During one tournament, an angler I spoke to (who asked not to be named in this particular case) quickly left an area he had pre-fished with success, and had planned to hit hard, because the bite was slow. He returned to the dock that afternoon to learn that the bite had been slow everywhere — and the tournament-winning fish was caught in the very place he had been fishing, a few hours after he abandoned it.

6. Stay & Pray vs. Run & Gun
I’m combining these two opposing tournament tactics into one, because truth be told, most serious tournament anglers realize that either one can lead to a win on any given day. Staying in a single spot that one knows holds big fish and working it hard can be effective, as can running from spot to spot and giving numerous different places a quick shot. So, how to decide which to apply? That’s the difficult part, and it’s a call we can’t make here. Which one is correct will vary with conditions, the type of tournament, the rules that apply and many other factors.

The important thing is to make a conscious decision with all the available data. If, for example, a fast-rising barometer is likely to make the bite difficult, working hard at a single location that obviously holds fish will allow an angler to try multiple presentations until he figures out what works. If conditions are ideal for an active fishery, on the other hand, sitting in the same spot all day and not catching fish is probably not the best move.

7. Consult the Checklist
Create a pre-tournament checklist and check it twice. It should cover all the necessary gear, from rods, reels and line to the boat to the outboard motor. Many tournaments have been lost and recreational weekends ruined due to equipment failure, and most of the time equipment failure is preventable with regular maintenance. Prior to a big tournament, or even a recreational day out, an angler should re-spool with fresh line, make sure the engine’s oil is fresh and topped-off, and inspect every hook in the tackle box for sharpness.

8. Do Homework
A number of tournament anglers, ranging from ice-fishing tourney champ Tony Boshold to MLF pro Scott Suggs, consider a careful look at local cartography a key element of preparation. Today’s fishing maps offer incredibly detailed views of the underwater topography, often providing contour detail down to one-foot increments. Such detail allows an angler to check out every cove, point and channel in a lake, river or bay before she even arrives on the scene — if, that is, she takes the time to do her homework.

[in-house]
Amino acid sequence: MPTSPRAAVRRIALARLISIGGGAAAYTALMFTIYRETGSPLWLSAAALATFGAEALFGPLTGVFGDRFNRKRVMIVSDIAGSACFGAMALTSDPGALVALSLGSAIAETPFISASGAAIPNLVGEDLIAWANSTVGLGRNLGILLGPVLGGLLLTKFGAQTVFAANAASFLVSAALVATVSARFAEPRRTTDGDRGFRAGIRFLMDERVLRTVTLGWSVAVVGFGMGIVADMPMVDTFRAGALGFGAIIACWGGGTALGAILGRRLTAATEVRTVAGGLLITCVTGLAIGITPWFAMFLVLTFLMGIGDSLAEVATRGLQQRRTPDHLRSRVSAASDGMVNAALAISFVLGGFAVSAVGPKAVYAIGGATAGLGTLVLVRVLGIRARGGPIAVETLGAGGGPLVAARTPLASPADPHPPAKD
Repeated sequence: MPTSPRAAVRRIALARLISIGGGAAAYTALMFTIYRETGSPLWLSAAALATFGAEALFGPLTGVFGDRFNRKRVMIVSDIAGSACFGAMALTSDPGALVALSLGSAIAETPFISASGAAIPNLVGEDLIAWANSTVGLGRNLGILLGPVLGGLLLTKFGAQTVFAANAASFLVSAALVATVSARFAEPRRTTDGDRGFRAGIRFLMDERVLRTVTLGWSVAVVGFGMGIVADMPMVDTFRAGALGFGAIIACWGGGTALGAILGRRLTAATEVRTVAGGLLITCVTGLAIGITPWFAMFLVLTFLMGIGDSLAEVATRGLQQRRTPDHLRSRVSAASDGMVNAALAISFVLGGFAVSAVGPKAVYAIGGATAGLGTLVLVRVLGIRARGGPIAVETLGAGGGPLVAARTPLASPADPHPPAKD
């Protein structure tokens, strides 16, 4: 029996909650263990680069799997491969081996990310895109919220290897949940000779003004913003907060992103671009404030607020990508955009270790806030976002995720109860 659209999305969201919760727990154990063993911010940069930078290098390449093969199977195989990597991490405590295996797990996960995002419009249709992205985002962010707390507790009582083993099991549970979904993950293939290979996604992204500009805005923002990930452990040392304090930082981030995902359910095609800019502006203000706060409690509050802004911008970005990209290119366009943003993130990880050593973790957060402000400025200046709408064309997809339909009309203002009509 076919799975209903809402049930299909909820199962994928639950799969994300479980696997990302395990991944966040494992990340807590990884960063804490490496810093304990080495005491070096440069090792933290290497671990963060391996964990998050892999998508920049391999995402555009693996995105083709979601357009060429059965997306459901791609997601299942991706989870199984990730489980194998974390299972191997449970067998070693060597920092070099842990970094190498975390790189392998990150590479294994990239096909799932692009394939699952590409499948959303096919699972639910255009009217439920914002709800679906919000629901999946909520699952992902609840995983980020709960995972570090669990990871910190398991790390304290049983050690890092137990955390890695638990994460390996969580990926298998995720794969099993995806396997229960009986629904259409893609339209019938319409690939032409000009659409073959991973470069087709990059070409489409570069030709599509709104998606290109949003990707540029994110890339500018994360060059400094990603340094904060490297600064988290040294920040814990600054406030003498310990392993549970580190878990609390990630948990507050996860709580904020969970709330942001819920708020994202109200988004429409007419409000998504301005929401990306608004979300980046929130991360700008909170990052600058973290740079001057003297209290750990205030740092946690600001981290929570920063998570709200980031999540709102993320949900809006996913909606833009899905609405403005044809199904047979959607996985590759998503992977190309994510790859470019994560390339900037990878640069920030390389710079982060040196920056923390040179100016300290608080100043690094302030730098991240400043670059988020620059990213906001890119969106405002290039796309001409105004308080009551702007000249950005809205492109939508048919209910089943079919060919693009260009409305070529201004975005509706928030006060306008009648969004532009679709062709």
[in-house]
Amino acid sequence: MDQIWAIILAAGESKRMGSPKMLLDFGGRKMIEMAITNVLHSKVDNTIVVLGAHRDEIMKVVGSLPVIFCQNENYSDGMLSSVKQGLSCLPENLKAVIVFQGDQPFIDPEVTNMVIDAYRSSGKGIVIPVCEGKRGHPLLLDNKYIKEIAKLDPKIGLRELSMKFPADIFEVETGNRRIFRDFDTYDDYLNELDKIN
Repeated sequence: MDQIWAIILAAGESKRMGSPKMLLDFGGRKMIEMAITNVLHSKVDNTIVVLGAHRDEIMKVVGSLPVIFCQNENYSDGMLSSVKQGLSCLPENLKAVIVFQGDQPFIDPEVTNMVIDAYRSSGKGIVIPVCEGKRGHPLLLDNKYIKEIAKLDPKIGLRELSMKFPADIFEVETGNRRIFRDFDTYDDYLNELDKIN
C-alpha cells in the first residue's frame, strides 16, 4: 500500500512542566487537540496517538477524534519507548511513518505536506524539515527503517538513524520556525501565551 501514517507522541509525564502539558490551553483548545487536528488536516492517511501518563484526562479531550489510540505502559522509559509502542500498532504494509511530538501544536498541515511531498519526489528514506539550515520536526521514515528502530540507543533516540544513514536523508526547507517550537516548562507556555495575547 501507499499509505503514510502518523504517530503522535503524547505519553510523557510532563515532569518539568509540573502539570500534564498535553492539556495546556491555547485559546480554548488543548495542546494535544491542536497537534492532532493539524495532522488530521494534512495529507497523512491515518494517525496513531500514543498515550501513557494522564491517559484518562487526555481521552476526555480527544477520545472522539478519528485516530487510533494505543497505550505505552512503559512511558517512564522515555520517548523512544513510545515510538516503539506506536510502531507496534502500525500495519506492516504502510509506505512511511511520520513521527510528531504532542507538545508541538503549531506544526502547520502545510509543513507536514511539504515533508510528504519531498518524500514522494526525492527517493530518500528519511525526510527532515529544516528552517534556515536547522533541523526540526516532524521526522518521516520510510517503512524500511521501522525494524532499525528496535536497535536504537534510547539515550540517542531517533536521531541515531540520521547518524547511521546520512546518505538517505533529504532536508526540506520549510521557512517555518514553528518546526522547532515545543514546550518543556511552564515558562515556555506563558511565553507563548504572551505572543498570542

Bonus Tip: Most modern fishfinder/chartplotters have some version of a self-charting feature, allowing users to create their own contour charts of any given body of water. Utilizing these will give users a leg up on the competition, because even the best and most current charts are imperfect. Changing water levels in a lake from one month to another, for example, will throw their depth readings out of kilter. But anyone who has self-charted the same area recently will have fish-finding data that no one else has access to.

9. Crash Early, Crash Hard
This is another of Capt. Skillman’s favorites, because he said that a good night’s sleep gives him a big advantage over all the guys who stay out late and celebrate.

“It sounds so simple,” he said. “Heck, it’s as simple as it gets, but it gives you a very real advantage. You can think more clearly, react faster and keep a better attitude after a good night’s sleep. Meanwhile, the competitors who stayed out late and enjoyed the nightlife a little too much will be dragging ass.”

10. Roll the Dice
Sometimes, going for broke is the only solution. Fishing at the “safe” spot may produce a number of average-sized fish, and short runs do allow for more fishing time, but it’s often the angler who makes an extraordinarily long and risky run who catches the winning fish. One example: In this year’s MSSA fall striped bass tournament, 99 percent of the anglers fished in the southern reaches of the Chesapeake Bay, where the current reports were best. But Tim Roberts took the opposite approach and ran far to the north. The result was just a single fish — but at 46¼ inches, that fish was more than double the weight of the second-place striper and enriched Roberts to the tune of more than $40,000. Yes, rolling the dice will produce a complete bust sometimes. Sure, playing it safe will probably lead to a middle-of-the-pack finish, but making a bold move can also lead to big-time victory.